Lakshman has been active in the past in alumni activities, helping to track statistics for the athletics department. He welcomed this new opportunity to stay connected to Stanford. “I'm so grateful for getting one of the best educations that you can get and being able to share what I've learned with high school students who haven't had this kind of opportunity and are excited about it,” he says.

While Lakshman had previously been a teaching assistant for Stanford computational math classes, Kwan had previously taught sections of Stanford introductory computer science classes. Thadhani taught her first section to Stanford students as a sophomore. The students at Birmingham High School were her 10th section.

Thadhani, who moved to New York City to work at a biotech firm after graduating from Stanford last year with a bachelor’s degree in bioengineering and a master’s in computer science, had not planned on leading another section as she started a new job in a new city. The unusual opportunity, though, was too good to pass up, she says.

Part of her enthusiasm came from her wanting to keep in touch with Stanford computer science friends who were also working on the course. Her departure from campus in June 2021 felt abrupt. “With the end of my Stanford career being very tainted by the pandemic, I never felt closure,” she said. “This was a great way to stay connected to the school — I miss Stanford so much!”

Thadhani said her motivation was the sense of responsibility that feels as a Stanford graduate. “Having experienced such an incredible education in computer science and having had access to some of the most brilliant minds in the field was an immense privilege; for that reason, it feels like I have a personal duty to take that education and help extend that towards others,” she explains. “It makes me really proud to be a part of an institution that is pushing to help make that education more accessible.”

Thadhani knew from the start that teaching this section of high school students would present challenges. Early on, she asked each student in their wildest dream, if they could use computer science to solve anything, what would it be? Some of the answers were strikingly different from what she had heard from Stanford students. These high school students dwelled on fixing problems like parents not being able to afford car repairs and worrying about mounting debt.

Birmingham High School teacher Lindsay Humphrey ’01, MA ’01 worked closely with Thadhani, helping her to track the students during the class. Everyone in the class was a sophomore, with one exception, a junior, and they were much more nervous than Stanford students. She followed Humphrey’s lead in assuring them that things would turn out OK and reminding them every section, “You’re high school students, and you’re taking a Stanford course!”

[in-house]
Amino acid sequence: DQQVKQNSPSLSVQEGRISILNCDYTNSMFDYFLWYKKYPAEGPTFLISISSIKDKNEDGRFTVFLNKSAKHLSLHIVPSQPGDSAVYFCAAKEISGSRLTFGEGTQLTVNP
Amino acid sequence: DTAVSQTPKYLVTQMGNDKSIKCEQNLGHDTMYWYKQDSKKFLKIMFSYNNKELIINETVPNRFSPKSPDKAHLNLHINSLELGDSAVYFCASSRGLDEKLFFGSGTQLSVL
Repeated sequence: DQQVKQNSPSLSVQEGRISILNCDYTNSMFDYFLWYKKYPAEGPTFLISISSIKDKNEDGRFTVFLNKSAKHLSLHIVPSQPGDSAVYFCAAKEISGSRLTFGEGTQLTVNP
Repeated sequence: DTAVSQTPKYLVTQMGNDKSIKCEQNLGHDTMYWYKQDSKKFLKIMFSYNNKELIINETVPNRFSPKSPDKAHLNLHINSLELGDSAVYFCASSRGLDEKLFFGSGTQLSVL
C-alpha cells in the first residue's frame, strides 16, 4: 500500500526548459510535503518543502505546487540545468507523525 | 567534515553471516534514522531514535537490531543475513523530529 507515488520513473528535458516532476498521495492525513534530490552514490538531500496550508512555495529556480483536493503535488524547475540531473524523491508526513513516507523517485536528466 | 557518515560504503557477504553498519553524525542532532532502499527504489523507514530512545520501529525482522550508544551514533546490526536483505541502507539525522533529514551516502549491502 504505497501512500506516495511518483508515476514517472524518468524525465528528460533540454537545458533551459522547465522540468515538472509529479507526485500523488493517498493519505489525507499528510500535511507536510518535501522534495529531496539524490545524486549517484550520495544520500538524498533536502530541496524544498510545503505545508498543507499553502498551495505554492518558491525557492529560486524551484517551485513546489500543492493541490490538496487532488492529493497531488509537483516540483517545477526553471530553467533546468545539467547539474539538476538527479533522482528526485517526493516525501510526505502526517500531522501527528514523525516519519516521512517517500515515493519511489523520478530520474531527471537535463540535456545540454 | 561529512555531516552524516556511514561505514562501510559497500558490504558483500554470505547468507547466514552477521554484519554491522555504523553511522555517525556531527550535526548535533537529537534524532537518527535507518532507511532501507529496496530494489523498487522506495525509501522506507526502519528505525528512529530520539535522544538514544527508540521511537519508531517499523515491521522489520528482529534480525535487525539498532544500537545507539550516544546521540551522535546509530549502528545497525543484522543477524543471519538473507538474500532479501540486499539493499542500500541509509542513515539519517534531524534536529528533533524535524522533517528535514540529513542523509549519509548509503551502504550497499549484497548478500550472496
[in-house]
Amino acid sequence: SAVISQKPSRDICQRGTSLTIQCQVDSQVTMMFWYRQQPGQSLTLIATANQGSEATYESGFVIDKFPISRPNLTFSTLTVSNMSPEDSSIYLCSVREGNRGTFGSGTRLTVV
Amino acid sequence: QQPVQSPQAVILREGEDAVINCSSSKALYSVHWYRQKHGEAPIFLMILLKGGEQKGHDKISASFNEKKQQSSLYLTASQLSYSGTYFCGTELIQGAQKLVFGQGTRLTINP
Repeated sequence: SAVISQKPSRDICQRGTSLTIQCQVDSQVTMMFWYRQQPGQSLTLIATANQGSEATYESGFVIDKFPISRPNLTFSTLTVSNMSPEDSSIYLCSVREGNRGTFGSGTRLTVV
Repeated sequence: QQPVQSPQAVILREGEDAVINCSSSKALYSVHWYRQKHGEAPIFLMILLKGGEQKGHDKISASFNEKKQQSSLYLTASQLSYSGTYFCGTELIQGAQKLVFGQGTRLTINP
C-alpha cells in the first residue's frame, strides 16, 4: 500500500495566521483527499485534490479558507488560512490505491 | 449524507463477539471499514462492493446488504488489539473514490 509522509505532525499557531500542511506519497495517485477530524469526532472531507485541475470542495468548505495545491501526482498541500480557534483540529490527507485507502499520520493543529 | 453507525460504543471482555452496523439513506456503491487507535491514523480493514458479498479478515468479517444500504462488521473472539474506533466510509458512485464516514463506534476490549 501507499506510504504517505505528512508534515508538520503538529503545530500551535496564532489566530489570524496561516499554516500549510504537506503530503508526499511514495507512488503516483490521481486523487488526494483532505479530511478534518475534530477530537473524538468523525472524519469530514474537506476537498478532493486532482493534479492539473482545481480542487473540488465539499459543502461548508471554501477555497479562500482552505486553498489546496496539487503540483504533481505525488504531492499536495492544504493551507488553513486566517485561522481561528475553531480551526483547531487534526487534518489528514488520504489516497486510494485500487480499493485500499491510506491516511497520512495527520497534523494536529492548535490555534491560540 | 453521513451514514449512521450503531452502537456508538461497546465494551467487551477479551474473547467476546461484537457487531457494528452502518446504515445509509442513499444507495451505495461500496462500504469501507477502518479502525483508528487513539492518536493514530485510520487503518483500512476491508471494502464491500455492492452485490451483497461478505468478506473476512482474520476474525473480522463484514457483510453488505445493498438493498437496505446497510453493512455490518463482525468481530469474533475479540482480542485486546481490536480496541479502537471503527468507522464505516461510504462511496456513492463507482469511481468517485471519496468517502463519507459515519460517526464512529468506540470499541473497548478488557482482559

It was an extra boost that the students found it easy to connect with Thadhani. “The students call me Ms. Humphrey, but they call her by her first name,” Humphrey says in an interview after class. “It’s exciting for them to see someone closer to their age…. They love her.”

In class after class, the Humphrey-Thadhani teaching team encouraged good efforts, even if the work had flaws. They helped students feel comfortable with making mistakes. That’s something that happens in all coding, Thadhani says. It’s part of the process. In one section, Thadhani was showing the class how to do Python coding for a project, and the program didn’t run. When one of the students points out that she had a typo, she smiled. “You see, I make mistakes too,” she says.

The teaching team organized sections so that Thadhani would have individual time with each student in breakout rooms. They scheduled a weekly study session, generally at 6:30 Pacific time (9:30 p.m. for Thadhani in New York) because that’s when students were done with after school activities and could ask her for help with homework. Thadhani recorded videos with practice problems for students to watch when she wasn’t available to help.

Teacher Lindsay Humphrey and students gather for a section of a Stanford computer science course at Birmingham Community Charter High School in Los Angeles.
Lindsay Humphrey and students in CS 105 at Birmingham High. Photo by William Youngblood.

In addition to teaching the students to code, Thadhani supported Humphrey in teaching new study skills. “They're high school students, they're not used to learning in a college style setting, where they're watching lectures and taking notes, and that's very new to them,” Thadhani says. “I think supporting them through this new way of learning on top of supporting them with the material is definitely a lot more work than teaching Stanford students, but it’s been so much fun.”

She recalls working with one soft-spoken student who is sharp as a tack but has organizational challenges typical for 15-year-olds. Despite clearly understanding the material, the student didn’t do well in the first few assignments, forgetting to hand in required supporting files. “We had to say over and over to pay attention to the instructions,” she recalls. When midway through the course, the student submitted all the parts of an assignment and aced it, Thadhani was ecstatic. “I was like, ‘this is the best news ever!’,” she said. “I texted Lindsay immediately, ‘You won’t believe this! You won’t believe this! [This student] got a near-perfect score. I'm so happy. I could die!’ She texted me back, "Okay, Elina, calm down.’

“You get very invested,” Thadhani says.

At the last section on Dec. 13, after the surprise thank you and after the lesson with COVID-19 data, Thadhani tells the students that they had accomplished so much and that they are ready for the final later that week. She says she will post a few more videos to help them study and to email her with last-minute questions.

With the section coming to a close, the teacher, Humphrey, asks students to go around the circle, each saying one word summarizing their experience in the class. “Impressive” is how Humphrey starts the ball rolling.

The students followed in rapid succession: “Difficult.” “Challenging.” “Exciting.” “Complex.” “Stressful.” “Grateful.” “Eye-opening.” “Painful.” “Fun.”

The last student ignores the word limit: “Beautifully amazing,” he says, “because we got to learn about computers and each other.”

It was left to Thadhani to wrap things up.

“Inspiring,” she says.

“It was an honor to be able to work with you.”